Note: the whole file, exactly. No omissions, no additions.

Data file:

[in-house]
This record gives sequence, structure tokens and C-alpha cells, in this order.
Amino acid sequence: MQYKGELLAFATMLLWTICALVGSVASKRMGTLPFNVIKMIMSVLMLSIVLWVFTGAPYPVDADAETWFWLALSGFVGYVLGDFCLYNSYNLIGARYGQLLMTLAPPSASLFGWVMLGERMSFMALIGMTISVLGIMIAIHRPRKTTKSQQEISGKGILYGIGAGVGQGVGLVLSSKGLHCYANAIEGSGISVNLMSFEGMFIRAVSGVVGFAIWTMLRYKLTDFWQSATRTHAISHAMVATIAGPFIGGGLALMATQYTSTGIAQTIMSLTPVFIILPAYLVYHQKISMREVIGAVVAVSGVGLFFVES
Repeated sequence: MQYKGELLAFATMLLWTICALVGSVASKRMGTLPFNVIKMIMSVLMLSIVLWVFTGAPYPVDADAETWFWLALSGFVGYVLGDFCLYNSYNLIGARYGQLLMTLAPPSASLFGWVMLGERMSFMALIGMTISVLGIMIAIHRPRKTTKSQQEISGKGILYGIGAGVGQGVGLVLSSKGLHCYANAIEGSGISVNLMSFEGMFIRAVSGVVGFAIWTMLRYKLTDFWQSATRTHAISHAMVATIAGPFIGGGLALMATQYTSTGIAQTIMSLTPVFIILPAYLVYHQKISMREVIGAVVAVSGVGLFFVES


[in-house]
This record gives sequence, structure tokens and C-alpha cells, in this order.
Amino acid sequence: MQYKGELLAFATMLLWTICALVGSVASKRMGTLPFNVIKMIMSVLMLSIVLWVFTGAPYPVDADAETWFWLALSGFVGYVLGDFCLYNSYNLIGARYGQLLMTLAPPSASLFGWVMLGERMSFMALIGMTISVLGIMIAIHRPRKTTKSQQEISGKGILYGIGAGVGQGVGLVLSSKGLHCYANAIEGSGISVNLMSFEGMFIRAVSGVVGFAIWTMLRYKLTDFWQSATRTHAISHAMVATIAGPFIGGGLALMATQYTSTGIAQTIMSLTPVFIILPAYLVYHQKISMREVIGAVVAVSGVGLFFVES
Repeated sequence: MQYKGELLAFATMLLWTICALVGSVASKRMGTLPFNVIKMIMSVLMLSIVLWVFTGAPYPVDADAETWFWLALSGFVGYVLGDFCLYNSYNLIGARYGQLLMTLAPPSASLFGWVMLGERMSFMALIGMTISVLGIMIAIHRPRKTTKSQQEISGKGILYGIGAGVGQGVGLVLSSKGLHCYANAIEGSGISVNLMSFEGMFIRAVSGVVGFAIWTMLRYKLTDFWQSATRTHAISHAMVATIAGPFIGGGLALMATQYTSTGIAQTIMSLTPVFIILPAYLVYHQKISMREVIGAVVAVSGVGLFFVES